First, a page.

Post by arianwenarie » Thu Sep 13, 2012 1:29 am

Yay! At least one person understood my very cryptic question. lol. I didn't think that there'd be a range where a vet would recommend a vaccination to boost immunity...good point.

Honestly, I can't afford a titer, but I do try to get my dog vaccinated with the longest lasting vaccines available. I think I also saw a boarding kennel owner that did some research on her own time (talked to lots of vets, specialists, breeders, etc) and found that vaccines from certain strains are better for a dog. I will try to dig up which kennel that was and post that info here. :)

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Re: Annual vaccinations

Post by Hawthorne » Thu Sep 13, 2012 1:46 am

Oh boy, like generic vs. brand name? That would be upsetting.

It wouldn't surprise me as generic vitamins (for people) are not the same as name brand. The d- and l- forms of vitamins are absorbed differently by the human body. More expensive vitamins contain the form of the chemical which is actually absorbed by your body, rather than passed though. (see, Organic Chemistry *was* good for something!)
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Re: Annual vaccinations

Post by arianwenarie » Thu Sep 13, 2012 3:17 am

Hawthorne wrote:Oh boy, like generic vs. brand name? That would be upsetting.

It wouldn't surprise me as generic vitamins (for people) are not the same as name brand. The d- and l- forms of vitamins are absorbed differently by the human body. More expensive vitamins contain the form of the chemical which is actually absorbed by your body, rather than passed though. (see, Organic Chemistry *was* good for something!)
No, not quite. Here's a copy-pasta from her website:
Canine rabies – 3 years
Canine distemper (Onderstepoort strain) – 5 years
Canine distemper (Rockborn strain) – 7 years
Canine parvovirus – 7 years
Bordatella(dogs) -We do not require bordatella due to the fact that “kennel cough is not a vaccine preventable disease because of the complex factors associated with this disease” Dr Ronald Schultz “Why this vaccination is worthless
Canine Flu Vaccination- We do not EVER recommend this vaccination!

I doubt I'll be getting the bordatella vaccine for my dog when she's due for her annuals again....I do know that I'll be asking my vet for the labels on the bottles so that I know which ones they used. :)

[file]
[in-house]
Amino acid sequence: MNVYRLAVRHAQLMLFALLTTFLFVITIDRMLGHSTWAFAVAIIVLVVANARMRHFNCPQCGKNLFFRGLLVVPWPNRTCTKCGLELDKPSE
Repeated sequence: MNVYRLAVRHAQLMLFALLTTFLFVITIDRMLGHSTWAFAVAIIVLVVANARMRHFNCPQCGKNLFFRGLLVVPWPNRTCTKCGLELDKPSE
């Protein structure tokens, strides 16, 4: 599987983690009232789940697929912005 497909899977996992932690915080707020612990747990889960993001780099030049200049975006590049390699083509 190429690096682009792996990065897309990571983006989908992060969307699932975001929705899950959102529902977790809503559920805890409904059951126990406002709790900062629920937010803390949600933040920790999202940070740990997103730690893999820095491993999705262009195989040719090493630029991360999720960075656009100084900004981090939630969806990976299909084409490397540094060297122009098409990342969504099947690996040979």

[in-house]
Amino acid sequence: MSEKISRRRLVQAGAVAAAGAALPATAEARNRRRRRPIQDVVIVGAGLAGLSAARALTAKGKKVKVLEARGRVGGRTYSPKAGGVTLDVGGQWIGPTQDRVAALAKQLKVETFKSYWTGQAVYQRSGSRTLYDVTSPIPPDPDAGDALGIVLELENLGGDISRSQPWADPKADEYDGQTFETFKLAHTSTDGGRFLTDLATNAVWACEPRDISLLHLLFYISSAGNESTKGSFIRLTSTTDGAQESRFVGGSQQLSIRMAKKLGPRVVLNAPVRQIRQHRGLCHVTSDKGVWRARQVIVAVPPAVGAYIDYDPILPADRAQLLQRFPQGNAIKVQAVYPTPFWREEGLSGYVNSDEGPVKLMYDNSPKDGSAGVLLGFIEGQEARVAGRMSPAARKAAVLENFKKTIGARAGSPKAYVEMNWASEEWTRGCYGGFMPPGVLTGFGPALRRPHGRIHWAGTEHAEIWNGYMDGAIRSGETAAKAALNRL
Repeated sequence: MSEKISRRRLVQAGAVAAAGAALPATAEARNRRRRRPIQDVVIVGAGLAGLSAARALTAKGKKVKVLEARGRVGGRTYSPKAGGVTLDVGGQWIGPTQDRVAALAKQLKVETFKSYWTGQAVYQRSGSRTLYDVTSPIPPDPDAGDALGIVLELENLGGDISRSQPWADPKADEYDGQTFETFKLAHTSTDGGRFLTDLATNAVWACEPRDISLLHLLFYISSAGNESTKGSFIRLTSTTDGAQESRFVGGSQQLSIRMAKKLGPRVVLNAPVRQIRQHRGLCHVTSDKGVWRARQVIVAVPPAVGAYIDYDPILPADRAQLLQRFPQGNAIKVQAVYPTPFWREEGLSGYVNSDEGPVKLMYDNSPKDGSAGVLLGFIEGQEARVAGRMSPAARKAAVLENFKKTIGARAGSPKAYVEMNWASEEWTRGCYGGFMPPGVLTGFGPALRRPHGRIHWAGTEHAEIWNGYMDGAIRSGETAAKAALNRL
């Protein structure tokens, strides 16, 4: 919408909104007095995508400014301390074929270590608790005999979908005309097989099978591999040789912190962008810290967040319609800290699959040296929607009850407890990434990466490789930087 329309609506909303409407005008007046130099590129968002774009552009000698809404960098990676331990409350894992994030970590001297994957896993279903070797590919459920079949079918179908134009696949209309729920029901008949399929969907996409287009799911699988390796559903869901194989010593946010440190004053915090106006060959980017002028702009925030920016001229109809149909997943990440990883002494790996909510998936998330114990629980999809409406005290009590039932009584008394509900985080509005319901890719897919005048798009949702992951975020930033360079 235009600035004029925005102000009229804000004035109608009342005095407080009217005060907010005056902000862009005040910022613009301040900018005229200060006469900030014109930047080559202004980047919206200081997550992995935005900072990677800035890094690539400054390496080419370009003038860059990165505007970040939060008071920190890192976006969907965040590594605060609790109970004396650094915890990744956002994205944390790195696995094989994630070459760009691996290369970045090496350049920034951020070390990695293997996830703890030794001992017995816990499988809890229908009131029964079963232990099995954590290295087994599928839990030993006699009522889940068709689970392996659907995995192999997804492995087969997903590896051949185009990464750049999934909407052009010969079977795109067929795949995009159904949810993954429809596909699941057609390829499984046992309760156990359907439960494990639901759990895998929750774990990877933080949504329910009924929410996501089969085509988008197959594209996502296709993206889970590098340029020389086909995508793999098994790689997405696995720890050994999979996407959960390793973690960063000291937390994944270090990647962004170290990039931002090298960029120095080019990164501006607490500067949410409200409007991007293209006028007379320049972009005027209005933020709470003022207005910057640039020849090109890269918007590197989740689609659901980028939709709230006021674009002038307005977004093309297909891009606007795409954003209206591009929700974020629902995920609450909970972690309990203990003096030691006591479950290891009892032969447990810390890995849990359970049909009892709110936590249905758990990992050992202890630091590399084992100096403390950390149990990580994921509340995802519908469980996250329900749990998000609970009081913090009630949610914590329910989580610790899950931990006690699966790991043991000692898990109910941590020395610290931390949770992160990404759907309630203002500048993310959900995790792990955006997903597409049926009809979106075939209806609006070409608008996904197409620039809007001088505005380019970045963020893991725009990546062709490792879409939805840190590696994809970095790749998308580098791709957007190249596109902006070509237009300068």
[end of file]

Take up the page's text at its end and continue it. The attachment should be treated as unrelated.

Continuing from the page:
I also found some good info from a link on her website: http://www.caninecare.org/ and here: http://www.dogaware.com/health/vaccinations.html

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Re: Annual vaccinations

Post by Katlin » Thu Sep 13, 2012 4:22 am

arianwenarie wrote:
I doubt I'll be getting the bordatella vaccine for my dog when she's due for her annuals again....I do know that I'll be asking my vet for the labels on the bottles so that I know which ones they used. :)

In Canada you'd be SOL getting into any daycare, grooming, or boarding center....I've never seen a dog WITH the vaccine get KC, and I've seen 2 cases of owners thinking it's worthless and ended up bringing their dogs in 3-5 years later seriously regretting that decision after a trip to the dog park (both dogs caught it at an offleash park).

That said, it's an owner's decision :)
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Re: Annual vaccinations

Post by arianwenarie » Thu Sep 13, 2012 4:40 am

Katlin wrote:
arianwenarie wrote:
I doubt I'll be getting the bordatella vaccine for my dog when she's due for her annuals again....I do know that I'll be asking my vet for the labels on the bottles so that I know which ones they used. :)

In Canada you'd be SOL getting into any daycare, grooming, or boarding center....I've never seen a dog WITH the vaccine get KC, and I've seen 2 cases of owners thinking it's worthless and ended up bringing their dogs in 3-5 years later seriously regretting that decision after a trip to the dog park (both dogs caught it at an offleash park).

That said, it's an owner's decision :)
Haha. It's a good thing my dog stays at home 99% of the time...if anything, we just go out on short walks in the neighborhood. I never bring her to daycare (for personal reasons), I don't see why I'd need to bring her in for grooming as I'll never shave my lab (lol) and boarding...I don't have money to go on vacation. XD Dog parks....yea, about that (see "daycare"). :P

If anything, I think I'll consider the intranasal one as I did read it's "less harmful"...? o_O My vet did ask if I'll be boarding my dog anytime soon the last time we were in for a visit. He didn't recommend it until 7 days prior to boarding.

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Re: Annual vaccinations

Post by Hawthorne » Thu Sep 13, 2012 2:12 pm

I've already run into a couple of dog parks who require kennel cough vaccination in addition to a passing stool sample within the past 11 days. Nonetheless, we never visited these dog parks, or any dog parks for that matter. We do our own grooming, and I would rather hire someone to come and stay at my house to look after my dogs rather than board all four ($$$!). The only trouble we've run into with that is taking Darwin to Doggie Day Care when Freyja was in heat last. When we couldn't be home with them, he went to doggie day care. But he had his kennel cough (nasal vaccine).